Predator314...LOL Actually, the day of our lesson, when I got to Click's, I realized that the radar gun had been left on, and the batteries were dead! DAMN! LOL I meant to go get some during a lunch break (but we didn't take one...LOL), and then I just spaced it out, and we finished, and went for dinner! I apologize for that...we'll do that next time...when I'll meet you in Phoenix!

Scott Lee

Scott Lee
06-30-2003, 03:51 PM
Ralph...My stance on the rack, is that it is equally important in both 8-ball and 9-ball. As the breaker, I want the tightest rack possible...because I feel like I have an advantage in knowing the correct fundamentals needed for a perfect break. As the racker, I want to rack the balls as tight as possible...because I feel like my opponent likely does NOT have the same breaking skills as me, and therefore may be less likely to pocket a ball, and might even knock the cb off the table, with a "wild" break.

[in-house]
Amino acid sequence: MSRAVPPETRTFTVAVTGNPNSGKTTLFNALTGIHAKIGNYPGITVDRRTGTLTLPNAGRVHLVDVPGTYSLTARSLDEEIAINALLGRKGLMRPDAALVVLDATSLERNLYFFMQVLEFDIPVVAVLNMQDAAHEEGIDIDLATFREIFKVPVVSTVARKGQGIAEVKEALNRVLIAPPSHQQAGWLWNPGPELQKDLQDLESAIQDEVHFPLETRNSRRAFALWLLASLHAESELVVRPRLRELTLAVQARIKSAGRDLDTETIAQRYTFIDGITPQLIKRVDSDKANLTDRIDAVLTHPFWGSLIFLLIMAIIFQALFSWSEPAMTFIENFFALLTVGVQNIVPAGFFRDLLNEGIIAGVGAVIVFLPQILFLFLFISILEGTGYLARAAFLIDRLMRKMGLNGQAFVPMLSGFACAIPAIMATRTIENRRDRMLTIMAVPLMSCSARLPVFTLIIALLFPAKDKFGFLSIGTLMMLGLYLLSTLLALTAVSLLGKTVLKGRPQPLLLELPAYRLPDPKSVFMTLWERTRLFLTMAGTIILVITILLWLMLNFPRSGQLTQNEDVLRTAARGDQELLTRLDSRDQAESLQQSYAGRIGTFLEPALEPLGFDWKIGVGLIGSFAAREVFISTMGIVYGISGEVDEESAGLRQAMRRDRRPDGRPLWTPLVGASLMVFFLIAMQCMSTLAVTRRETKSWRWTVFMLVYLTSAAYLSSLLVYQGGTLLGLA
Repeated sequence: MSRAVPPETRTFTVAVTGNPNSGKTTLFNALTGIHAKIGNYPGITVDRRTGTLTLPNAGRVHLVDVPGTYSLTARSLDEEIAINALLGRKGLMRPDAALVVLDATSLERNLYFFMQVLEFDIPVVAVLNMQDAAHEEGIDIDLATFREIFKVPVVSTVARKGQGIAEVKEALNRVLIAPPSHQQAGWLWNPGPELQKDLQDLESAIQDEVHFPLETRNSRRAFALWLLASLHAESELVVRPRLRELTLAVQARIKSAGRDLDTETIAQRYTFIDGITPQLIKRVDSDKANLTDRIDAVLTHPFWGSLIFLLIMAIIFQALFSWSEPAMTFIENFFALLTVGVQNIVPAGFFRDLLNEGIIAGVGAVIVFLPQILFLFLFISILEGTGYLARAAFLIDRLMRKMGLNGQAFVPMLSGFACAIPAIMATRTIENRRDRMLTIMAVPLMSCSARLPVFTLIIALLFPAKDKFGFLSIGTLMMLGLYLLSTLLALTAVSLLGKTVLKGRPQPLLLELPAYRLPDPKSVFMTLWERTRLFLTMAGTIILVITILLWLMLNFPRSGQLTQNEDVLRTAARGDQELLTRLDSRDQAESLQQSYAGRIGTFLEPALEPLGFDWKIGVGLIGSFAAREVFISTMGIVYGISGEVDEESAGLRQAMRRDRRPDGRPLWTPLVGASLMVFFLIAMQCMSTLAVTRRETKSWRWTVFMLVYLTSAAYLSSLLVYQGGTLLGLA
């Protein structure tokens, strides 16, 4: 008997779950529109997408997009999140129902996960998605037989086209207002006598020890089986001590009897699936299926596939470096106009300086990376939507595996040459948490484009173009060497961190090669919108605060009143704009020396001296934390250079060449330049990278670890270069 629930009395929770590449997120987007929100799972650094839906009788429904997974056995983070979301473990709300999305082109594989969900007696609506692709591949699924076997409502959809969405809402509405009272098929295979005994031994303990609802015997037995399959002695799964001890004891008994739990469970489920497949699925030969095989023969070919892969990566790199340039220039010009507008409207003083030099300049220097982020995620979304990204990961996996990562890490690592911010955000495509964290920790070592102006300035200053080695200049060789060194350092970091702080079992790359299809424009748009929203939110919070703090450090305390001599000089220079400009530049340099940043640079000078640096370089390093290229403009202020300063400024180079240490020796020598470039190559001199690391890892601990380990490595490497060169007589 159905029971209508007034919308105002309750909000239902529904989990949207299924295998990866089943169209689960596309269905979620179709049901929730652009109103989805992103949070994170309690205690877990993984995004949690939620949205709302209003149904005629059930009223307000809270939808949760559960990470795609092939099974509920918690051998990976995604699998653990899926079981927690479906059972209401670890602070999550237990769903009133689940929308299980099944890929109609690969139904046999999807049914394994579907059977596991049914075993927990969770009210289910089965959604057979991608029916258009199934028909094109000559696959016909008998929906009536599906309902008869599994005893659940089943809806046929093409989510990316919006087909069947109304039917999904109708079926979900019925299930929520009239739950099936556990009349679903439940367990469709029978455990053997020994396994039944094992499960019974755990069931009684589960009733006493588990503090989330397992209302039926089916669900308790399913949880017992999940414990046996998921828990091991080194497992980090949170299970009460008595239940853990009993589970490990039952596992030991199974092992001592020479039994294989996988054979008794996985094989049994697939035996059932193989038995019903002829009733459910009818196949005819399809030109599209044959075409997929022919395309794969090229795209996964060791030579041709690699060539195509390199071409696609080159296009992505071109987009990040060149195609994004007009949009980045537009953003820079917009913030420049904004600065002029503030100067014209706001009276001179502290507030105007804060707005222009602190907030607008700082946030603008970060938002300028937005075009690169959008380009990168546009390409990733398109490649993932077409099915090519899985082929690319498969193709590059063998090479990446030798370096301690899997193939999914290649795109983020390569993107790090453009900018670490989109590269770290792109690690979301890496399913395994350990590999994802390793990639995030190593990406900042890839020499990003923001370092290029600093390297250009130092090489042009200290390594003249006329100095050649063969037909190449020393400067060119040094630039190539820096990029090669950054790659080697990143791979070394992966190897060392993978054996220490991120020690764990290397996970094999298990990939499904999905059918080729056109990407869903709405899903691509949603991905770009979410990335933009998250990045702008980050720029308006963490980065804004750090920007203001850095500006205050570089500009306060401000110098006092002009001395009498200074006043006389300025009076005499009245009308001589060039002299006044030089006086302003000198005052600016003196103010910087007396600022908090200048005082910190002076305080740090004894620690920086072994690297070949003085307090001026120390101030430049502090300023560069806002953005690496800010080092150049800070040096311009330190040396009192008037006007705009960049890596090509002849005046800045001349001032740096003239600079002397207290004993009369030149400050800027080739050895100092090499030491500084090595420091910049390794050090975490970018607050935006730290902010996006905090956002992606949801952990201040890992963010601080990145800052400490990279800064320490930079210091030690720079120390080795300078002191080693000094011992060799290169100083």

Scott Lee

Rod
06-30-2003, 04:51 PM
Ralph,

I guess it's one of those 6 of one and a half dozen of the other. Who's breaking and where the balls roll. I'd say 8 ball needs the best rack. All though there is more balls and probably more clusters it may or may not make a difference. My answer, it depends. Personally, in this case, I wouldn't have said anything, I let them believe what they want.

Rod

Ralph S.
06-30-2003, 05:06 PM
Thanks for all the responses. I wanted to know if anyone thought that they were equally important, as I do.

Patrick
07-01-2003, 12:49 AM